When you work at a county jail, there’s Inmates that you deal with all the time. They’re the one’s who get arrested, get out, get rearrested again and repeat the process over and over again. These are the guys who were last in line when God was handing out brains. No, it was definitely the Officers you had to worry about more.

Wilson then said, “Hey Wallace, why don’t we keep mamas out of this? And I’ll keep this,” gyrating his hips back and forth, doing pelvic thrusts, “out’cha mama!”

“Wilson, your dick’s so small that if you even showed it to my mama, she’d think you were offering her a little cocktail weenie. She’d probably even ask you where’s the toothpick at?”

“Weak! That was weak Wallace,” Wilson said.

“Not as weak as your wife was last night after I left her ass in your bed,” I said. “By the way, how’s your wife and my two kids doing?”

“Alright now! That shit’s not funny! Don’t start with that wife thing again,” Wilson yelled.

“Oh shut the fuck up!” Crosby jumped in the discussion. “You sensitive little pussy. Grow a dick for God’s sake! You work at a fucking jail! Inmates are going to say shit like that all the time. You better learn to let it roll off you. You don’t see Wallace getting all upset when I tell him he writes like shit do ya?”

“Hey! I thought you like my stories?” I said a little hurt.

“Eh! I just said that so you wouldn’t go off crying like a little girl,” Crosby said.

“Yeah right! I heard you laughing when you read them,” I snapped back.

“I was laughing at you, and how you write like a five year old. My little grand-daughter can write better than you,” Crosby said playfully.

“Crobsy your grand-daughter is forty-five years old and has a law degree; you old crow!”

“Well that’s true,” Crosby said matter-of-factly, “But I’m not lying right? She can write better than you.”

And that’s how we passed the time working in the jail; honing our cut-down skills, each one of us trying to top the other. Swearing and spewing insults like a river, never letting up and never really trying either. It just came naturally. That is if you were a good Officer.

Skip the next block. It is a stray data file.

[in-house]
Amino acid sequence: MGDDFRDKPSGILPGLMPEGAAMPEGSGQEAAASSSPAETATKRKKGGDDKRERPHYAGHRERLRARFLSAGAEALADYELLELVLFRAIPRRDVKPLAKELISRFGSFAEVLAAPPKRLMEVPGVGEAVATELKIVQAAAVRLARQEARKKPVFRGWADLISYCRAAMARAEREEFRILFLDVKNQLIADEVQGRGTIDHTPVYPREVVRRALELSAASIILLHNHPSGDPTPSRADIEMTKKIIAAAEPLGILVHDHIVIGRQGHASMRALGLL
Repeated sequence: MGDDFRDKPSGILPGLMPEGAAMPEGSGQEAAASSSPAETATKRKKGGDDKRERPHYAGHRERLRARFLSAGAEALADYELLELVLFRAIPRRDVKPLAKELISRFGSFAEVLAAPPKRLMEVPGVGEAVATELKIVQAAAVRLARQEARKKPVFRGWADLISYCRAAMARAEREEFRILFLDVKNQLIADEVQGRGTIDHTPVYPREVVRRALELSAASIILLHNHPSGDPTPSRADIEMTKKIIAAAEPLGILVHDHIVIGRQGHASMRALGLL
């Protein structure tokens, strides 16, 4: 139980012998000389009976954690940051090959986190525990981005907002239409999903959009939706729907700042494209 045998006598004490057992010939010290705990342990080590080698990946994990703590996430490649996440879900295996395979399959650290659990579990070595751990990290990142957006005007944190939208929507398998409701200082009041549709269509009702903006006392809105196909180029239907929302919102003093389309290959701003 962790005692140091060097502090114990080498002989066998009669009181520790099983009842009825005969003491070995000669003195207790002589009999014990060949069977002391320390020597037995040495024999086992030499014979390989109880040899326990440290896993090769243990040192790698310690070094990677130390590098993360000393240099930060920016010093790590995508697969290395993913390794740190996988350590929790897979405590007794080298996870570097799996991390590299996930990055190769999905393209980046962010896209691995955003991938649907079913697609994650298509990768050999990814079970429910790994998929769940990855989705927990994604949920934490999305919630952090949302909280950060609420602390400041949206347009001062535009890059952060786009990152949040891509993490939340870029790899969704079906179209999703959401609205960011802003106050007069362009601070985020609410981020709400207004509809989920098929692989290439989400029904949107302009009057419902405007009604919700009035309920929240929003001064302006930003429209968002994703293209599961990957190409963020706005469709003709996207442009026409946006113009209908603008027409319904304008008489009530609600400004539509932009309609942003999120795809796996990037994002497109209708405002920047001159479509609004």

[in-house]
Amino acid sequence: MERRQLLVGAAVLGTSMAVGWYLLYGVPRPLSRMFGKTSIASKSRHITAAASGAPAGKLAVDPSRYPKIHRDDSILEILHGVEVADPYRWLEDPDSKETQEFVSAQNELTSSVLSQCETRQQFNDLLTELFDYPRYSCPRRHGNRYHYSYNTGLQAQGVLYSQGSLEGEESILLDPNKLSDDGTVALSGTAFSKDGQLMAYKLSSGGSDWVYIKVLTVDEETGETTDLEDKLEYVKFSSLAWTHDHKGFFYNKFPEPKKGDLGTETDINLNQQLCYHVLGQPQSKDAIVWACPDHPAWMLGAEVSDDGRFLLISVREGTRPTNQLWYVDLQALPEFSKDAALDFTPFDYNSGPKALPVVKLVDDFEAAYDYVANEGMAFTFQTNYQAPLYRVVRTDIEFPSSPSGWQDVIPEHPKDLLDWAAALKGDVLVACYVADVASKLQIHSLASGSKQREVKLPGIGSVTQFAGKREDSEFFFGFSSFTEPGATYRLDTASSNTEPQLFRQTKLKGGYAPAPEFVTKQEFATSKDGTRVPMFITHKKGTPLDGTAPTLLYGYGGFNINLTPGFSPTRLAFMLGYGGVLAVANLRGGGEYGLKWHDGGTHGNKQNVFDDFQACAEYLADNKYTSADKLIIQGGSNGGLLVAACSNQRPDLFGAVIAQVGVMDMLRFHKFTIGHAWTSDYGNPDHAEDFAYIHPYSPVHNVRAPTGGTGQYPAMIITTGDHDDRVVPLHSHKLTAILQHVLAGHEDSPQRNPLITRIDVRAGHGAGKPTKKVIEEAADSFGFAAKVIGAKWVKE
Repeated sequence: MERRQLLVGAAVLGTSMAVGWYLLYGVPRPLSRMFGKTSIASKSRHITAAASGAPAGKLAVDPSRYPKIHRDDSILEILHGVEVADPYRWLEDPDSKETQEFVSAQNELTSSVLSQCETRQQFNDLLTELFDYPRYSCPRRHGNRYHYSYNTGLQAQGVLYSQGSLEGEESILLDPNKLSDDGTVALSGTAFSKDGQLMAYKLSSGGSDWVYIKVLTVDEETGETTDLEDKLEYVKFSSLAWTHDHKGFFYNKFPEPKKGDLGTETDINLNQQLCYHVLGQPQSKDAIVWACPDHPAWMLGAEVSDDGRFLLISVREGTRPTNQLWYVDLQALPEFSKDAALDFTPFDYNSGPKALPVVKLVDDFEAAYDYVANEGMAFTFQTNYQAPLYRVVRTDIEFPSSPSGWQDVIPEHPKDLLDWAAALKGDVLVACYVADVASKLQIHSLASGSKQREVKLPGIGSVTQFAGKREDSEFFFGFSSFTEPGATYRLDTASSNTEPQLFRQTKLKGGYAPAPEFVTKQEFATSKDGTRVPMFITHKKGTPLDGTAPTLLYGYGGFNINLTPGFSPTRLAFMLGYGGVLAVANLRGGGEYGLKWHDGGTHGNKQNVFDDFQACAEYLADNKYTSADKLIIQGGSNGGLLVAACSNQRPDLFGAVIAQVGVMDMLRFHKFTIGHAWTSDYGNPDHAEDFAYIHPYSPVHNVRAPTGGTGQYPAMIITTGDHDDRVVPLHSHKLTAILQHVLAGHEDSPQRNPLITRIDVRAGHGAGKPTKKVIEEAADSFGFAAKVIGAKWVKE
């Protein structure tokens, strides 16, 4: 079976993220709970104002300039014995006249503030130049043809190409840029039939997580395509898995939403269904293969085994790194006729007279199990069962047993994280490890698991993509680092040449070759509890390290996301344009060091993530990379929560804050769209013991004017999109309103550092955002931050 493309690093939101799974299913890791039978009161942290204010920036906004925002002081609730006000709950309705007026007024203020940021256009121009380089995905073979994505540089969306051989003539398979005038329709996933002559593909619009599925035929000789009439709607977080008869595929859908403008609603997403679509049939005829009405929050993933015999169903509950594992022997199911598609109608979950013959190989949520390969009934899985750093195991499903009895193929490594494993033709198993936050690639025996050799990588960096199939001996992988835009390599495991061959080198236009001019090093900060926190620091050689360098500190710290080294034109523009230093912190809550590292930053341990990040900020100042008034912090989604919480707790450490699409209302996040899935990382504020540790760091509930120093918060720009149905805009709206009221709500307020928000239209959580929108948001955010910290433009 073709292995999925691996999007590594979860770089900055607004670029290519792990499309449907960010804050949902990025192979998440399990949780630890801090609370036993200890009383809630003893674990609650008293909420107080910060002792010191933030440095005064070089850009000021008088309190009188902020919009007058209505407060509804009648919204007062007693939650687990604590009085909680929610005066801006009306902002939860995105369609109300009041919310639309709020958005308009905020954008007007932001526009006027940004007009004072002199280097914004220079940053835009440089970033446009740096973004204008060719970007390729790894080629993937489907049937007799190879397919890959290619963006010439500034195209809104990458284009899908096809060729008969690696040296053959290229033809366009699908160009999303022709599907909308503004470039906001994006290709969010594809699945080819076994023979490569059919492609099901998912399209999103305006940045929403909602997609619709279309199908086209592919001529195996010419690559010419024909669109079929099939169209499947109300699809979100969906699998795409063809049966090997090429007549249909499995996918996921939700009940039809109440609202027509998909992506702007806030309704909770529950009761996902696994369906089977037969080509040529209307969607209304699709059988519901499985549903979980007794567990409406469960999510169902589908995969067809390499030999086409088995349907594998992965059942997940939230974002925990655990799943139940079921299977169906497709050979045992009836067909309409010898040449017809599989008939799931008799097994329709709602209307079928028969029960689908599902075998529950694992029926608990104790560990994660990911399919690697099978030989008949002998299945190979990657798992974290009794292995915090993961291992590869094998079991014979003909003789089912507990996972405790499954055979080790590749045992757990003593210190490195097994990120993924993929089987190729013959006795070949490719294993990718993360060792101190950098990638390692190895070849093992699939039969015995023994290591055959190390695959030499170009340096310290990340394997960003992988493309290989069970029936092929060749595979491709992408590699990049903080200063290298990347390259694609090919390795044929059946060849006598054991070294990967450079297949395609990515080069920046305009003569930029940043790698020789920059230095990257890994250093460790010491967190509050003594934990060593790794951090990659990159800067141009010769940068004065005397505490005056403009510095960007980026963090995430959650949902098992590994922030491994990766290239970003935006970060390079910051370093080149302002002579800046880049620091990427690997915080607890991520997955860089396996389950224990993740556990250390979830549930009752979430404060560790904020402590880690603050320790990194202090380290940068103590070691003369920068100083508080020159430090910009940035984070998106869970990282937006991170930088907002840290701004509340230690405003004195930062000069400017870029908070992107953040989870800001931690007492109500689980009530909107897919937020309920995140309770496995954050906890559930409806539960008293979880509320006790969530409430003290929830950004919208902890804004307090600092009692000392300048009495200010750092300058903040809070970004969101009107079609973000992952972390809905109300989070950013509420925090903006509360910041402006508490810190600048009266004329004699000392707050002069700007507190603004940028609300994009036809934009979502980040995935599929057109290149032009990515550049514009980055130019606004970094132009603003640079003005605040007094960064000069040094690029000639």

If you weren’t a good Officer you kept things pent up. You used what little power you were given to take things out on the Inmates. You lost you temper constantly. You yelled and screamed at everyone. You were a target for ridicule. And you took your day home with you, which was rule number one for being a good Officer—leave your day at the door when you walk out. Otherwise you’d turn into a cynical, hard, sloppy drunk.

Whether you were a good or bad Officer, most of us wanted to do something else. But for some reason, we couldn’t leave. We were stuck in a trap. Broken in some way. And after 25 years of working in this crazy environment you didn’t want to end up like so may other broken Officers, with your own gun barrel stuck in your mouth. Sucking on the steel right before you blew your brains out, like so many other Officers have done.

But that wasn’t us. That wasn’t our, “little family”. We all had dreams. This was just our, “transition job,” even if we had been there for six years, or twenty six, as in some cases. And we made sure that anyone around our little, “circle of trust,” was like us: fun, thick-skinned, quick witted, unmotivated, unapologetic and not afraid to fight. That was our definition of being a good Officer.